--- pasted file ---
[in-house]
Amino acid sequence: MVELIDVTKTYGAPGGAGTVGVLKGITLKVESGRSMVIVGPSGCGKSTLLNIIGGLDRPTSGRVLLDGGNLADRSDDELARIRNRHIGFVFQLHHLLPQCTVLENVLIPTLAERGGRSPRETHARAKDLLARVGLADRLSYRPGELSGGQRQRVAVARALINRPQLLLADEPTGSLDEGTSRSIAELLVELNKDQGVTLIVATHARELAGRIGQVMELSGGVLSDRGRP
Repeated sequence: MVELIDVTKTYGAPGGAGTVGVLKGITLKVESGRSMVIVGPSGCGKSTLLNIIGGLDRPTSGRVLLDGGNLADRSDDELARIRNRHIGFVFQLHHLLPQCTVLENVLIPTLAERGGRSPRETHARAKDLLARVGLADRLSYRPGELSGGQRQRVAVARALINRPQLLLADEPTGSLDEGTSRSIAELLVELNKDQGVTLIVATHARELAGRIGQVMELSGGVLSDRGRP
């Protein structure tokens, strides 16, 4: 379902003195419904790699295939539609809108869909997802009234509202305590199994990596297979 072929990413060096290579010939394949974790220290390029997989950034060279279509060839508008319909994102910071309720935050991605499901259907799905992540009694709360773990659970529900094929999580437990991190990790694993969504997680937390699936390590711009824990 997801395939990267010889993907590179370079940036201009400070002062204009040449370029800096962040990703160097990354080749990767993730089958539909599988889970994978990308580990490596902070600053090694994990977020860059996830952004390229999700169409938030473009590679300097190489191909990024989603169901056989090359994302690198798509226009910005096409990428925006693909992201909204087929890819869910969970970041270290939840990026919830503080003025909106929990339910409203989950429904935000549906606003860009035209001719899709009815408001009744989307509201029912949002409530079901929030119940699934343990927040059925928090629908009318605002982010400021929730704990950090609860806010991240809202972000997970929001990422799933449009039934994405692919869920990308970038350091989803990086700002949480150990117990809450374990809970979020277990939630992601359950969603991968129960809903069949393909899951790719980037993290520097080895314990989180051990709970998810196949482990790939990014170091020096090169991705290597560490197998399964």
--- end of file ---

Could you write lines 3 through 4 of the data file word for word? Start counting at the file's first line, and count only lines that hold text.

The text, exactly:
Repeated sequence: MVELIDVTKTYGAPGGAGTVGVLKGITLKVESGRSMVIVGPSGCGKSTLLNIIGGLDRPTSGRVLLDGGNLADRSDDELARIRNRHIGFVFQLHHLLPQCTVLENVLIPTLAERGGRSPRETHARAKDLLARVGLADRLSYRPGELSGGQRQRVAVARALINRPQLLLADEPTGSLDEGTSRSIAELLVELNKDQGVTLIVATHARELAGRIGQVMELSGGVLSDRGRP
């Protein structure tokens, strides 16, 4: 379902003195419904790699295939539609809108869909997802009234509202305590199994990596297979 072929990413060096290579010939394949974790220290390029997989950034060279279509060839508008319909994102910071309720935050991605499901259907799905992540009694709360773990659970529900094929999580437990991190990790694993969504997680937390699936390590711009824990 997801395939990267010889993907590179370079940036201009400070002062204009040449370029800096962040990703160097990354080749990767993730089958539909599988889970994978990308580990490596902070600053090694994990977020860059996830952004390229999700169409938030473009590679300097190489191909990024989603169901056989090359994302690198798509226009910005096409990428925006693909992201909204087929890819869910969970970041270290939840990026919830503080003025909106929990339910409203989950429904935000549906606003860009035209001719899709009815408001009744989307509201029912949002409530079901929030119940699934343990927040059925928090629908009318605002982010400021929730704990950090609860806010991240809202972000997970929001990422799933449009039934994405692919869920990308970038350091989803990086700002949480150990117990809450374990809970979020277990939630992601359950969603991968129960809903069949393909899951790719980037993290520097080895314990989180051990709970998810196949482990790939990014170091020096090169991705290597560490197998399964």